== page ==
Repeat the above process with other homes, highlighting your style. Each home you photograph can be part of your portfolio. Build up 3/4 houses before you decide to contact your first client. You can also include smaller shoots if you can’t find entire homes. Cool offices, working spaces, artist studios and lovely vignettes of still lifes. Try and have variety in your images so that the client realises you have shot more than one home.

Make sure you are 100 percent happy with the images before starting. If you aren’t happy don’t worry, keep practising till you have the body of work that you are proud of.

“Imagination is the beginning of creation. You imagine what you desire, you will what you imagine and at last you create what you will.” George Bernard Shaw

 

Private Portrait Shoot

Photo Copyright Carla Coulson

Hey nothing like a little salt air and Sydney sun to get my creative forces flowing. This is a little preview of a colourful fun shoot I did this week in Sydney.

French chic flew out the window and Aussie madness stormed in.

I couldn’t resist a little craziness doing this portrait of a beautiful teenager in Sydney..She was so fab the Indian headress seemed like a brilliant idea.

More colour and fun to come..

“if it’s not fun, you’re not doing it right”. Bob Basso

High kick from moi!

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Get Published Workshop – A Day I Will Never Forget

A little booklet for everyone written by moi!

On Saturday in the ever so cool complex of Mike’s Kitchen and stylist Megan Morton’s The School I held my first ever workshop on how to get your photos published in magazines and books.

The calm before the joy

In a large photographic studio (where else?) 28 photographers travelled from all around Australia to join Creative Director of Inside Out Sharon Misko and Deputy Editor of the Australian Women’s Weekly Bryce Corbett and myself to learn how to shortcut the road to getting published.

Sharon and Bryce provided invaluable information as insiders with extensive experience in the magazine industry, we were all so fortunate to hear their advice.

Magazines awaiting to be analyzed

I couldn’t wait to share all the the things I have learnt along the way, the good stuff as well as my mistakes. The do’s and don’t direct from the ‘coal face’.

A little gift for everyone!

And then 30 divine Aussie’s arrived and filled the room, with joy and happiness, curiosity and wonder and love. It was such a joy to meet all these fabulous people who I felt I knew through my blog and Facebook in person.

Sharon Misko talking the photographers through how a magazine story works

Sharon Misko has worked for Harper’s Bazaar, Delicious, Vogue Entertaining and Travel and is currently making Inside Out beautiful.

Having a creative director talk through the do’s and don’t on how to present your work to a magazine was fascinating stuff and to hear feedback on the participants work wonderful! What an eye she has!

Some of my published work on the pin boards

 

And some more

Bryce Corbett

And Bryce Corbett taught us not to be prima donna’s, how to pitch your story and how to take advantage of where you live..

The gorgeous guys and gals who now know how to Get Published with moi!! (photo by Athalee Brown)

I adored sharing the experience that comes with having worked for 12 years in the magazine industry and publishing industry, the life experience that comes with hundreds of published articles and photographing 7 books, those thousands of kilometres on the road and millions of pics.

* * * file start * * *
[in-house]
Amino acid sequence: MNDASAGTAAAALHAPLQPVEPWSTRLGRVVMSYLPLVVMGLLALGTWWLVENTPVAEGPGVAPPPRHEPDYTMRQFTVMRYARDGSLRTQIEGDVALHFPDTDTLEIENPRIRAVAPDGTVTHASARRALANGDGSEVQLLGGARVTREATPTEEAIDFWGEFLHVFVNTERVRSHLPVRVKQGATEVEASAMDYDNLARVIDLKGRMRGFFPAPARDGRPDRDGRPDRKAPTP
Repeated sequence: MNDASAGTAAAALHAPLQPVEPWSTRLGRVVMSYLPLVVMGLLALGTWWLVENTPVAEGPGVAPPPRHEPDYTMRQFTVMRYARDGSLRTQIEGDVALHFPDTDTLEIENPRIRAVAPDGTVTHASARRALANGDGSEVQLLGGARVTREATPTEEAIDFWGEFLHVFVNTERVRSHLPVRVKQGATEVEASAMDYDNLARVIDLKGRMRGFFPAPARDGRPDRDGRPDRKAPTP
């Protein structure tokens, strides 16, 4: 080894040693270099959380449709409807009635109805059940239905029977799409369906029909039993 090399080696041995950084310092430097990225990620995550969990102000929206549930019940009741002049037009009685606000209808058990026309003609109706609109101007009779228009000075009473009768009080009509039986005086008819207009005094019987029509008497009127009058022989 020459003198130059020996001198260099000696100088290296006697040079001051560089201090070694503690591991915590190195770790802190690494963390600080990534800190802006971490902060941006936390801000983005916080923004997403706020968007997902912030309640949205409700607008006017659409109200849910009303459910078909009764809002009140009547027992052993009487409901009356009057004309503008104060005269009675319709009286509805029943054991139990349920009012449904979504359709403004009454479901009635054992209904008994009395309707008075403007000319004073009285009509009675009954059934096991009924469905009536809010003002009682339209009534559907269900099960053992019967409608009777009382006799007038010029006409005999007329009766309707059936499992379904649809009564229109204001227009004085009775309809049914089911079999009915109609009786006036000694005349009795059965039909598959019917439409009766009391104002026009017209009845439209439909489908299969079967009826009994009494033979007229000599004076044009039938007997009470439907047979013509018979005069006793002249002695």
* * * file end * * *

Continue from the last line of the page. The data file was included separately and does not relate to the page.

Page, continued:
Though I started off shaking seeing all your lovely faces in the audience gave me the courage to carry on and not to keel over!

A day I will never forget…

Grazie mille, merci, thank-you, efkaristo poli. Endless hugs

“I’ve never tried to block out the memories of the past, even though some are painful. I don’t understand people who hide from their past. Everything you live through helps to make you the person you are now”. Sophia Loren

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You Make Me Happy

To all the fabulous women (and men) that I have had the pleasure of shooting this year in Paris a heartfelt thank-you and a noisy Carla tap dance to all of you for trusting me with your photos.

At the end of each shoot when I would go home and sit in the quiet of my apartment, preparing your photos to show you I was overcome with a feeling of happiness looking at what we made together.

Happiness for the time we shared, the fun and excitement of planning the shoot, the laughs along the way and all of you beautiful gals beaming back at me.

Although you all started out as strangers you now feel like long lost friends and I am so happy that our paths have crossed.

What more could a photographer ask for than a year of wonderful people who have all been a treasure to work with? And to top it off my talented right hand woman the fabulous hair and make-up artist Veronique Marot who enhanced your beauty with her magic wand(s)!

There wasn’t a Parisian location left unturned or a portrait client that didn’t participate in the shenanigans!

And if I could do it all over again I would as these were some of the loveliest  days of my photography life.

So to all the women I have photographed this year (including those not in these photos sorry there were too many of you to fit in this post) thanks for the laughs, the fun, for allowing me to do something I love and for making me happy.

To little princesses, us big girls know just how exciting that first dab of lipstick is and that the magic of make-up doesn’t fade as you get older!

My apologies to the women I have disappointed by not being in Paris for the next two months but I hope our planets will collide nicely in the future and we can make some beautiful photos together.

And to the women I am about to photograph in Sydney I say BRING IT ON!!

“Life is full of beauty. Notice it. Notice the bumble bee, the small child, and the smiling faces. Smell the rain, and feel the wind. Live your life to the fullest potential, and fight for your dreams”. Ashley Smith